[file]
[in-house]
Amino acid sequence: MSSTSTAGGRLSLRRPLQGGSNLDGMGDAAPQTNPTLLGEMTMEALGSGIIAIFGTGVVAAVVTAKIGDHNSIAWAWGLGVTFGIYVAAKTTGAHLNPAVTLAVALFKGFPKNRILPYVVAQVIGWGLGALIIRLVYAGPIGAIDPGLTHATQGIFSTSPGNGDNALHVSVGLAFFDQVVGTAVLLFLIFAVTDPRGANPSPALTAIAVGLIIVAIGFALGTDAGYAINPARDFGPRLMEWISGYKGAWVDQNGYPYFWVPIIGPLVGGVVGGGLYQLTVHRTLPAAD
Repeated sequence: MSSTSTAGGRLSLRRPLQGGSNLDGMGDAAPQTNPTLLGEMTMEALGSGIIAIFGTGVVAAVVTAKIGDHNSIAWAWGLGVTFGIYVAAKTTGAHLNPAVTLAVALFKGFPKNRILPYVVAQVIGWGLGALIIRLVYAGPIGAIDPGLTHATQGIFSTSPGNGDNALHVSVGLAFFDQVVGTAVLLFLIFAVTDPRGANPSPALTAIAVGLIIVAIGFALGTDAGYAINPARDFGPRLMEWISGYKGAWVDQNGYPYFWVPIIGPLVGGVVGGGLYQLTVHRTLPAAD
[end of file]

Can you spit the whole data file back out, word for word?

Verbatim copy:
[in-house]
Amino acid sequence: MSSTSTAGGRLSLRRPLQGGSNLDGMGDAAPQTNPTLLGEMTMEALGSGIIAIFGTGVVAAVVTAKIGDHNSIAWAWGLGVTFGIYVAAKTTGAHLNPAVTLAVALFKGFPKNRILPYVVAQVIGWGLGALIIRLVYAGPIGAIDPGLTHATQGIFSTSPGNGDNALHVSVGLAFFDQVVGTAVLLFLIFAVTDPRGANPSPALTAIAVGLIIVAIGFALGTDAGYAINPARDFGPRLMEWISGYKGAWVDQNGYPYFWVPIIGPLVGGVVGGGLYQLTVHRTLPAAD
Repeated sequence: MSSTSTAGGRLSLRRPLQGGSNLDGMGDAAPQTNPTLLGEMTMEALGSGIIAIFGTGVVAAVVTAKIGDHNSIAWAWGLGVTFGIYVAAKTTGAHLNPAVTLAVALFKGFPKNRILPYVVAQVIGWGLGALIIRLVYAGPIGAIDPGLTHATQGIFSTSPGNGDNALHVSVGLAFFDQVVGTAVLLFLIFAVTDPRGANPSPALTAIAVGLIIVAIGFALGTDAGYAINPARDFGPRLMEWISGYKGAWVDQNGYPYFWVPIIGPLVGGVVGGGLYQLTVHRTLPAAD